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Ford's closure of Ontario assembly plant to affect thousands of spinoff jobs

TORONTO - The impact of the closure of a Ford assembly plant in southwestern Ontario will extend far beyond the plant itself, costing the region thousands of spinoff jobs and millions of dollars in tax revenue, according to union officials and local politicians.

TORONTO - The impact of the closure of a Ford assembly plant in southwestern Ontario will extend far beyond the plant itself, costing the region thousands of spinoff jobs and millions of dollars in tax revenue, according to union officials and local politicians.

Ford (NYSE:F) announced Friday the plant in St. Thomas, near London, will close in 2011 due to a lack of demand for the full-sized sedans it produces.

The closure of a major manufacturing facility can be disastrous to the region in which it's located, and Canadian Auto Workers president Ken Lewenza estimated that 6,000 spinoff jobs will be lost above and beyond the 1,400 workers directly employed by the plant.

CAW economist Jim Stanford said the number might be even higher than that, estimating that more than 9,000 jobs in total depend on Ford's assembly plant in St. Thomas.

"Given the terrible, terrible conditions in the auto parts sector with dozens of plant closures - we have lost 30,000 auto parts jobs in the last year - losing yet another assembly plant is the last thing anyone can afford," Stanford said.

Bob Hammersley, president and CEO of the St. Thomas and District Chamber of Commerce, said the closure of a plant like Ford's "touches the whole community at every level."

The plant is not the first in the southwestern Ontario community to close in recent months. Earlier this year, Daimler AG said it was ending production at its St. Thomas Sterling truck plant, eliminating more than 700 jobs. The plant employed more than 2,000 people at its peak.

"You look beyond the employees and their families, which is a huge concern, but you start to realize that it touches other families, other employees, other people in several, if not hundreds of other businesses," Hammersley said.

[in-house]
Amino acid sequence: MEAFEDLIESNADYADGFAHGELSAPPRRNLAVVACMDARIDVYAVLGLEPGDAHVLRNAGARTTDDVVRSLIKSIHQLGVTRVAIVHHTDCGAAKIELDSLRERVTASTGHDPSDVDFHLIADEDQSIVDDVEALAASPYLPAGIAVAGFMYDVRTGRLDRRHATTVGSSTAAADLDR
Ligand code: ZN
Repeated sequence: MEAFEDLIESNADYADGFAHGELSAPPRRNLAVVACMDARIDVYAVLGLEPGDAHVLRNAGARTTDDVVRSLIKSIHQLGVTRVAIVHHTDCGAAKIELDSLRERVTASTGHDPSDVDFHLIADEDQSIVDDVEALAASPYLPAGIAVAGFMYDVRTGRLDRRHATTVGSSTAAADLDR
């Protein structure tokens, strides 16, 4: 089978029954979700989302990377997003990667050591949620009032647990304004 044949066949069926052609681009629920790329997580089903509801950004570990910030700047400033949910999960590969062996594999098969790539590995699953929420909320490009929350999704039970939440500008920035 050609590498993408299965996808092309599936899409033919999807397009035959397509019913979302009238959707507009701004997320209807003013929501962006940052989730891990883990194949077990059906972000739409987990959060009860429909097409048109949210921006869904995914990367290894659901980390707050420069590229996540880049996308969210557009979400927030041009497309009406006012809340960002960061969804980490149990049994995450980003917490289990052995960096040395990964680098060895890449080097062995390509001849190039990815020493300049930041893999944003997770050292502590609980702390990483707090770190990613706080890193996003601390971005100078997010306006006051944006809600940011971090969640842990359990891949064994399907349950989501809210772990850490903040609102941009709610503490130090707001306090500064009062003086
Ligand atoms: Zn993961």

"And then when you reach into the community and look at the broader area of St. Thomas, London, all of southern Ontario, you start to filter it down and look at the impact on everything from how many dollars are available to buy groceries to how many dollars are available to buy the next car."

Hammersley added that the Ford plant currently contributes about $3 million in tax revenue to Southwold Township, where it's located.

At its height, one in four jobs in the region was directly linked to the auto industry, but Stanford said the area has probably been the second-hardest hit in Canada after Windsor, Ont., by the decline in the manufacturing sector.

Many auto parts suppliers in the region are already struggling with declining volumes resulting from the global slump in vehicles sales. For example, seat-maker Lear Corp. is currently operating under Chapter 11 bankruptcy protection in the U.S.

Lear spokesman Mel Stevens said the closure of Ford's plant will affect the supplier, which has a facility in St. Thomas that supplies seats to the Ford plant.

"Obviously a customer closing a facility that we serve has a direct impact on us," Stevens said.

Hammersley said transport companies that carry parts into the assembly plant and cars out of it will also take a hit from the closure.

"At the height of Ford's production, they were spitting out one vehicle every 68 seconds, so if you can imagine how many trucks, how many rail cars, how much vehicle movement there would have been to get their product to its customers, that's the direct impact," he said.

Auto industry analyst Bill Pochiluk said approximately 2,500 jobs could be lost among parts suppliers alone due to the closure of St. Thomas, although not all - or even the majority - of these will come from the St. Thomas region.

"Canadian content for many of these vehicles is well under 50 per cent," said Pochiluk, president of industry adviser AutomotiveCompass.

For example, Ford's stamping plant near Buffalo, N.Y., counts parts for the Crown Victoria and Grand Marquis, both built in St. Thomas, as its biggest products.

Hammersley said it would be great if the St. Thomas region could attract another automaker to the plant once Ford pulls out, but he said companies will often set conditions preventing the sale of their assets to competitors.

"It'd be great if we could look at it and say, 'Hey, Toyota, have we got a deal for you,' but realistically that's probably not going to happen," he said.

In a new labour agreement ratified last weekend by CAW members, Ford has agreed to keep 10 per cent of its total North American manufacturing in Canada. This is down from its current level of 13 per cent. It also agreed to manufacture more vehicles in Canada than it sells here.

The agreement guaranteed two new vehicle programs for Ford's assembly plant in Oakville, just west of Toronto, but will see the St. Thomas plant close once its current program expires in 2011.

Under the agreement, Ford's engine plant in Essex, near Windsor, will also get additional work over the life of the new contract, which expires Sept. 17, 2012.

 
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